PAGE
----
# What happens when transistor operates in saturation region for constant current source

I am learning about the constant current sources and I found this video

What I dont understand is that, when the forward voltage of the LED is increased from 1.7V to 3.3V, and our Emitter voltage is maintained at 2V, the voltage across the Collector Emitter Junction is decreased. This makes the transistor to work in the saturation region.

Why does the transistor in saturation region does not help in providing the constant current. In all the cases mentioned in the screenshot, Ie=Ve/R which is always 2V/100ohms, 20mA. Since, in all cases (different LED Forward voltage and same Vdd supply voltage), we are getting the same load current. So, what's wrong with the transistor operating in saturation region in this case?

Please clarify if I am wrong

• As LED voltage increaases available voltage for Vce and V_RE decreaaee. Once the transistor saturate Vce cannot (by definition of saturation) get any smaller. Any attempt to increase current cannot work. So saturation is one extreme of the regulator. Dec 15, 2019 at 6:40
• The part that I am not able to understand is that, as LED voltage increase, I understand that Vce will decrease. But how does Emitter voltage decrease. Emitter voltage is always 0.7V or 0.6V less than the base right. So, as long as the Emitter voltage stays at 2V, irrespective of the transistor whether its operating in Active or saturation, Ie=Ve/Re = 20mA (2V/100Ohms), the constant current is maintained right?
– user220456
Dec 15, 2019 at 6:44
• The transistor stops working as a transistor once it enters saturation. In saturation you can connecta wire from C to E with minimal difference (say use a 0.1 or 0.2V source or whatever. to model small Vsat drop) At that stage it dos not matter if you put more voltage on the base - it has no effect. Imagine that you have an LED that drops 3.9V at 100 mA and that the transistor has 0.1V Vce Vsat. | Vresistor = Vcc - V_LED - Vsat = 5 - 3.9 - 0.1 = 1v. Ires = V/R = 1V / 100 Ohm = 100 mA. The circuit is stable with 1V on Re. It does not "CARE" about Vbe if transistor is saturated at 0.1V. Dec 15, 2019 at 6:52
• Ok. I get it almost. Just a simple question. I found your comment and the below answer to be contradicting in one point. When the transistor is in saturation condition, the voltage at the emitter will be 2V is what the below answer says and , you are saying that the voltage at the emitter will be 1V ?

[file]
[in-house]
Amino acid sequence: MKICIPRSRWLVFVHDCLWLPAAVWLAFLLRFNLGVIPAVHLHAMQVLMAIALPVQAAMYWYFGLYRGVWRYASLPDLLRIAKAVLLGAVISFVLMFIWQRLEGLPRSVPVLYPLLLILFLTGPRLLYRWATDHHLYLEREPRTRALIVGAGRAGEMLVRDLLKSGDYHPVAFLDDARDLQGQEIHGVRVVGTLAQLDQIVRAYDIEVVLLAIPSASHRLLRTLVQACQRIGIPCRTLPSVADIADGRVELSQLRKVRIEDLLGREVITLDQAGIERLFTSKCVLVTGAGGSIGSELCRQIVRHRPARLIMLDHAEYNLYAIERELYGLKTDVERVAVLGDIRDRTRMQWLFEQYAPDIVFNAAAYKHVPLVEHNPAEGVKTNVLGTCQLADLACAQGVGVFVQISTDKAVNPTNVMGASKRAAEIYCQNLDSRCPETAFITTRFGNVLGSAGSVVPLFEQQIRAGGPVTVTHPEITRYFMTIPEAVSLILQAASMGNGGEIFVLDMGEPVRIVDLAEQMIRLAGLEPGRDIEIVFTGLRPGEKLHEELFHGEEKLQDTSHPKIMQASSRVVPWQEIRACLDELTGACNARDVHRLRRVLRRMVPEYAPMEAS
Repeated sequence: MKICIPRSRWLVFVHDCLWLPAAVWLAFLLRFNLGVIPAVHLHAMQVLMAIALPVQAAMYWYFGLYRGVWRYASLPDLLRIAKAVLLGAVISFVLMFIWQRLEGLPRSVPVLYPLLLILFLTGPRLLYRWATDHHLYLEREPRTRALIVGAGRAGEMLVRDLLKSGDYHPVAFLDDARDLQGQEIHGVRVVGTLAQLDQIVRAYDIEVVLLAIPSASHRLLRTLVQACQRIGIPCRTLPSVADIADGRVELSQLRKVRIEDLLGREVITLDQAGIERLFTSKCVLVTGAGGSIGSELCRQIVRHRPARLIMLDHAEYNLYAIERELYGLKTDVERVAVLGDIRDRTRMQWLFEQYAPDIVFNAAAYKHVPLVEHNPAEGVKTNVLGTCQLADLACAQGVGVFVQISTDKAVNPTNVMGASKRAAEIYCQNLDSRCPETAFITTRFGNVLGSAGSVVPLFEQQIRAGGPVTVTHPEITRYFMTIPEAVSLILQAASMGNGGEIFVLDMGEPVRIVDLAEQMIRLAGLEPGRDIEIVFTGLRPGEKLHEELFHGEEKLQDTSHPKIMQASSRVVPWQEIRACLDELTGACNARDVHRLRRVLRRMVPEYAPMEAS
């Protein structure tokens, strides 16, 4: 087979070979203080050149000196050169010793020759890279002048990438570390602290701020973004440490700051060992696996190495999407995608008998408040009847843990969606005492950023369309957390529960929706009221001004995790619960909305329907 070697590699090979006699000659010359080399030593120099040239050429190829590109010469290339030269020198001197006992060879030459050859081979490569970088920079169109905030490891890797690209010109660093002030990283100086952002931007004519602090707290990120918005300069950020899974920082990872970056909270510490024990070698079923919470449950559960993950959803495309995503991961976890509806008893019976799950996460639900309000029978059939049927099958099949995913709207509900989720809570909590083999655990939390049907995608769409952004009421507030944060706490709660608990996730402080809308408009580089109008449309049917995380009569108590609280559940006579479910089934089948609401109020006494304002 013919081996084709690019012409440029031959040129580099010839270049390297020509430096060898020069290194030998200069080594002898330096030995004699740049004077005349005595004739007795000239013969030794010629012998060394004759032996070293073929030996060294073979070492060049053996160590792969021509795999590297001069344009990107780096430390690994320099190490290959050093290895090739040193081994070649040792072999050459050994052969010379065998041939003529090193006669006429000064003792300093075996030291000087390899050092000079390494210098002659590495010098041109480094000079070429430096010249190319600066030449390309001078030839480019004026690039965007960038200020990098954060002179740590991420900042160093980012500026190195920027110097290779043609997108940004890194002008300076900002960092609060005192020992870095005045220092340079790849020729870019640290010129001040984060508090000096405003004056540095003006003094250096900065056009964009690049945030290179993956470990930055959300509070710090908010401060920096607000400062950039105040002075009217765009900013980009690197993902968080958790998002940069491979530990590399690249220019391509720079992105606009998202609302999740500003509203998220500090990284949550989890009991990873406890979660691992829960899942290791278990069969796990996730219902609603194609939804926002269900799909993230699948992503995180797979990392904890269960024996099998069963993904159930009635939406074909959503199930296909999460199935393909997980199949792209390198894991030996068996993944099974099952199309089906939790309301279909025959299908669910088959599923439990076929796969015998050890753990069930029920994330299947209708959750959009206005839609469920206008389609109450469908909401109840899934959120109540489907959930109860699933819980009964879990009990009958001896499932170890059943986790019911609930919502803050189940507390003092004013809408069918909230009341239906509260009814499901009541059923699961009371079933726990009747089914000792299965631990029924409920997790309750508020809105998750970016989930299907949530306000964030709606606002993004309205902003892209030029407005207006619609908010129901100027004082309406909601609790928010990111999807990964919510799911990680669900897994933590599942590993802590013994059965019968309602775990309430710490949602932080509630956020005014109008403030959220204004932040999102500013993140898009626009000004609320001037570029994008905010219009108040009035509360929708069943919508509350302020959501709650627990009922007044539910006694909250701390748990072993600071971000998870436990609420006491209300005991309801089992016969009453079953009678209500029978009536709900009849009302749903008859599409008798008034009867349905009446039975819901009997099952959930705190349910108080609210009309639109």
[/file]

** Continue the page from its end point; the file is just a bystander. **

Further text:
– user220456
Dec 15, 2019 at 7:04
– G36
Dec 15, 2019 at 7:20

when the forward voltage of the LED is increased from 1.7V to 3.3V, and our Emitter voltage is maintained at 2V...

In saturation β reduces towards zero as VCE goes to zero, so the Base draws more current. In your circuit that will cause greater voltage drop across RB1, so the Emitter voltage won't be maintained at 2V. Instead it will go down, causing the Collector current to also go down. The LED will get 3.3V, but at lower current.

Here's the result of simulating your circuit in LTspice, with LED voltage varying from 1.7V to 4.5V:-

Between 1.7V and 2.9V the transistor does a good job of keeping the LED current (red line) constant.

Above 2.9V the the transistor goes into saturation as the voltage between the Collector (green line) and Emitter (blue line) drops below 0.2V, causing β to reduce and requiring more Base current (magenta line) to maintain current through RE. But the higher Base current also reduces Base voltage as it draws more current through RB1, which in turn reduces the Emitter voltage. With less voltage across RE (as well as more current coming from the Base instead of from the Collector) the Collector current also reduces. In this region the transistor is acting more like a resistor than a constant current source.

If the voltage divider was 'stiffer' and held the Base voltage constant despite the increased Base current then the transistor would go into hard saturation, with the Base supplying enough Emitter current to keep VE close to 2V even if the Collector current dropped to zero. With a 5V supply and the Emitter at 1.8V there would not be sufficient voltage left to light a 3.3V LED.

• Thank you for the detailed answer. But I want to understand 2 things in general. Excuse if its too basic. 1. In the circuit mentioned in the question, how to calculate the base current? We don't have a base resistor, right? 2. And, when you say, "Collector current dropped to zero and emitter at 1.8V" in the last para, how did you arrive at the Emitter at 1.8V value ? Could you please explain these two questions
– user220456
Dec 15, 2019 at 14:44

What's missing from your description is that $$\V_{CE}\$$ won't actually go to -0.3 V. If it did, that would mean the transistor is generating power and delivering it to the circuit somehow.

Instead, $$\V_{CE}\$$ will be stuck at the saturation voltage, typically taken as ~0.2 V or so. That means the cathode of the LED will be at ~2.2 V, giving only 2.8 V across the LED, so it will not produce much current, and won't light up visibly.

• So, what you are saying is, the current in the collector emitter side, will always be the same 2V/100ohms = 20mA even in saturation, but the forward voltage of the LED will be only 2.8V, which might be sufficient enough to turn the LED ON
– user220456
Dec 15, 2019 at 6:32
• The current is always decided by the value of the emitter resistor and the emitter voltage, right ? And is my understanding of the above comment, correct?
– user220456
Dec 15, 2019 at 6:36
• In saturation, the base voltage will actually drop a bit, but I left that effect out to simplify things. Dec 15, 2019 at 6:48
• Ok. Could you please just edit your answer to explain it simple better with the example, please? It would really help me
– user220456
Dec 15, 2019 at 6:51